Patrick Spiteri requests bail on health grounds

Disbarred lawyer Patrick Spiteri has denied attempting to escape justice by moving to England and has asked to be released on bail

Patrick Spiteri asserted that he was sick and could not remain in prison
Patrick Spiteri asserted that he was sick and could not remain in prison

Disbarred lawyer Patrick Spiteri has denied attempting to escape justice by moving to England and has asked to be released on bail.

Spiteri was arrested in the UK last May on the strength of several European Arrest Warrants and brought to Malta to face proceedings for fraud.

Before Magistrate Josette Demicoli this morning, Spiteri asserted that he was sick and could not remain in prison, that he was trustworthy and had never tried to escape justice.

“Between 2008 and 2013, until I became very ill, there were 35 sittings. I attended 80% of those even though I was living abroad. When I failed to appear in the earlier sittings it was because I hadn't been notified. Other times I was abroad on work and had advised the prosecution and judge Edwina Grima had always understood.”

He had been treated in Italy for toxin inhalation in 2012, he said, but had still attended sittings. The prosecution was also at fault for some of the delays, he said.

Spiteri said that he had initially been examined in Italy and Malta, but doctors were not certain. He had then sought treatment in the UK.

Most of his time in 2014 was spent at the Macmillan Cancer Centre, Spiteri explained. The authorities knew his address and the EAWs had been sent to it, he said.

He was eventually diagnosed as suffering from Behçet's disease, an autoimmune disease that causes neurological damage, genital, throat and mouth ulcers and skin lesions.

Spiteri was prohibited from travelling by the consultant and had informed the court of this, which accepted this explanation. “In the meanwhile, the EAWs were issued.”

In January 2016, his diagnosis was confirmed in the UK and a temporary travel ban was issued. There were also long-standing heart problems which risked being exacerbated by air travel.

In February, when he was due to be extradited, he was in a very bad day, he said. “They had not managed to control the symptoms.” On 29 March this year, the extradition was stopped because he was in visible pain when being moved. He was returned to Wandsworth prison.

He was returned to Malta in May, after the EAWs were issued. “I wanted to come. I didn't oppose it,” Spiteri said this morning.

Corradino prison was not a place for sick people, Spiteri argued. “In prison there are no non-smoking areas. Smoking aggravates my condition, it causes continuous cramps on my right side, which makes my left side weak. I walk with crutches...otherwise I become a health and safety problem.”

Additionally, Corradino's problems with drainage, cockroaches and other factors which could cause his skin lesions which constantly appear, to become infected, he said. His parents were in their 90s and could not visit him in hospital, he added.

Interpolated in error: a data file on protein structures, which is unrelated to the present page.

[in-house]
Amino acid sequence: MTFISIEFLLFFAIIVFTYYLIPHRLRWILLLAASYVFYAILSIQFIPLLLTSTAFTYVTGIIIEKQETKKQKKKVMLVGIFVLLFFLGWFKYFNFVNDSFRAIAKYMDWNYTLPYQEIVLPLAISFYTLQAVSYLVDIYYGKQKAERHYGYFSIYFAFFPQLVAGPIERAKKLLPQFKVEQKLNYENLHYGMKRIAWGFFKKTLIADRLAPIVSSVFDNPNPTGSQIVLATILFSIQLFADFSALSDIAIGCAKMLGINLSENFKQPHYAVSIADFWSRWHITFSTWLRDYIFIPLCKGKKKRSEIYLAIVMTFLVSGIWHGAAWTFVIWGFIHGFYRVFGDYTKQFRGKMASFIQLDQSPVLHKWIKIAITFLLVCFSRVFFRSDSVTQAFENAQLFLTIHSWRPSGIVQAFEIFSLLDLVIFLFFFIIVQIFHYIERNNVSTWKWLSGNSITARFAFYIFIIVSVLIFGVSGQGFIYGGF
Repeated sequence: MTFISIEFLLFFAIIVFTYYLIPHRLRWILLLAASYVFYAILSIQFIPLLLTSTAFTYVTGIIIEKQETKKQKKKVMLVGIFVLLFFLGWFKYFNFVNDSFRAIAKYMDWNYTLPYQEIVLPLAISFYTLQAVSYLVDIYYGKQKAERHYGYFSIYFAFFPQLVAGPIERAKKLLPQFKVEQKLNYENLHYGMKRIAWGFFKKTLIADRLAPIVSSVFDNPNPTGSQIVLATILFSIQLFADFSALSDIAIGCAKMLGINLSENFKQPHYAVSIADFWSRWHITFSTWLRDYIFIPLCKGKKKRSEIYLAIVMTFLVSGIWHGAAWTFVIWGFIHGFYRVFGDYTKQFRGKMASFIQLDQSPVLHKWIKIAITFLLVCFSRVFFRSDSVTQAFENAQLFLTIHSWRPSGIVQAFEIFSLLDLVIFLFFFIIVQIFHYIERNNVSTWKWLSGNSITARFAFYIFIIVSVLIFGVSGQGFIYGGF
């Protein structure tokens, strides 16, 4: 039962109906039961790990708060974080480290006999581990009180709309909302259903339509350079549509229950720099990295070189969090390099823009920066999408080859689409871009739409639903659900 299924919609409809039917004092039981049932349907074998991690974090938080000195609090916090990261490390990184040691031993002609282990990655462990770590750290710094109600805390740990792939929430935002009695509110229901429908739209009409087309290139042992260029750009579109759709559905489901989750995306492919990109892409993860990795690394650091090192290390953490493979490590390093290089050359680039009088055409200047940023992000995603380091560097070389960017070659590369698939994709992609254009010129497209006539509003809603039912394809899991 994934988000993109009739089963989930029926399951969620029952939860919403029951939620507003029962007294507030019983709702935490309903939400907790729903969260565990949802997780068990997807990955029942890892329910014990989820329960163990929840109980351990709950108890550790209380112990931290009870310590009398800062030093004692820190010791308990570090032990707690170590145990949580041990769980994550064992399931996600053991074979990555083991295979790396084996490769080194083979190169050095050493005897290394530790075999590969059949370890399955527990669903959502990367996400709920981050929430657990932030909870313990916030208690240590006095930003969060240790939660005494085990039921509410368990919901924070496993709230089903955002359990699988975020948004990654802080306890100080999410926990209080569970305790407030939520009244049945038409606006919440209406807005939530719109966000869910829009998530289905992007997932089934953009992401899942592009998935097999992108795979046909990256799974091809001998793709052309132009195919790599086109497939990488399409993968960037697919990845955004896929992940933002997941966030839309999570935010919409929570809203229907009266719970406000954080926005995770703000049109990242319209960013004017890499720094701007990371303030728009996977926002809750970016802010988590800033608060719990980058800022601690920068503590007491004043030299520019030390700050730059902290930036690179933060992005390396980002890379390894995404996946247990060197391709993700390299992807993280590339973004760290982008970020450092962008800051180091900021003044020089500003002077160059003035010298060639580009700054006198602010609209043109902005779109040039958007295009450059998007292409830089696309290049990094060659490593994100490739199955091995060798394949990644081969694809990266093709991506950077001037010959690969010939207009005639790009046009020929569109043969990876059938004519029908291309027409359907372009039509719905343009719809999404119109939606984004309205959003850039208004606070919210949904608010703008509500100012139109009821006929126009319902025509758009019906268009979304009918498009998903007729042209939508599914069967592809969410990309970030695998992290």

He would make living arrangements with his family if bail were granted. Spiteri's partner and mother to two of his children, Lorna Maltby, took the witness stand to explain that if Spiteri were to be granted bail, she would relocate to Malta. “He needs care and he needs his children around him to give him energy in his life.”

Assistant Police Commissioner Ian Abdilla cross-examined, asking Spiteri about the cessation of communication with the police

“Contact with the police was severed when the EAW was issued in 2014. I couldn't contact you. The address in which I lived did not change, and that is where I was found,” Spiteri replied.

“For better or worse, everyone knows who Patrick Spiteri is,” Lawyer Stefano Filletti, acting as defence counsel, argued. “But a difference must be made between perception and facts.” His notoriety stems from the perception that he had apparently escaped to England, the lawyer said, but in his testimony today, the Assistant Commissioner had confirmed that this was not “a classic case of a person on the run, one who knows which countries to go to escape justice.”

“Even when he became ill, he remained in contact with the police, who knew his whereabouts. It is true that he was brought here on a EAW but you cannot simply state that he was arrested by chance after 15 years on the run.”

“Let us forget for a moment that he is sick...we also heard his partner testify. Patrick Spiteri has a family, three children, a partner and you see the pain in their testimony.”

He didn't want his four-year-old son to associate him with prison and his parents were advanced in years, the lawyer said. “He wants to enjoy them in the twilight of their lives, they don't have a long time left.”

Filletti said it would be strange were the court to be unable to find a way to control his movements and prevent him from absconding. “There are measures to control this, he could sign a bail book once, twice a day,” the lawyer suggested. But the Assistant Commissioner pointed to the legal struggle to bring the lawyer to Malta, also contesting the notion that it wasn't easy to escape the country.

“This case is not a fast-tracked one,” Filletti continued. “So is he to spend the next year or two in prison simply because he was brought here on an EAW?”

The court will be issuing a decree on bail by the next sitting, which is scheduled to take place in ten days’ time.

More in Court & Police

Get access to the real stories first with the digital edition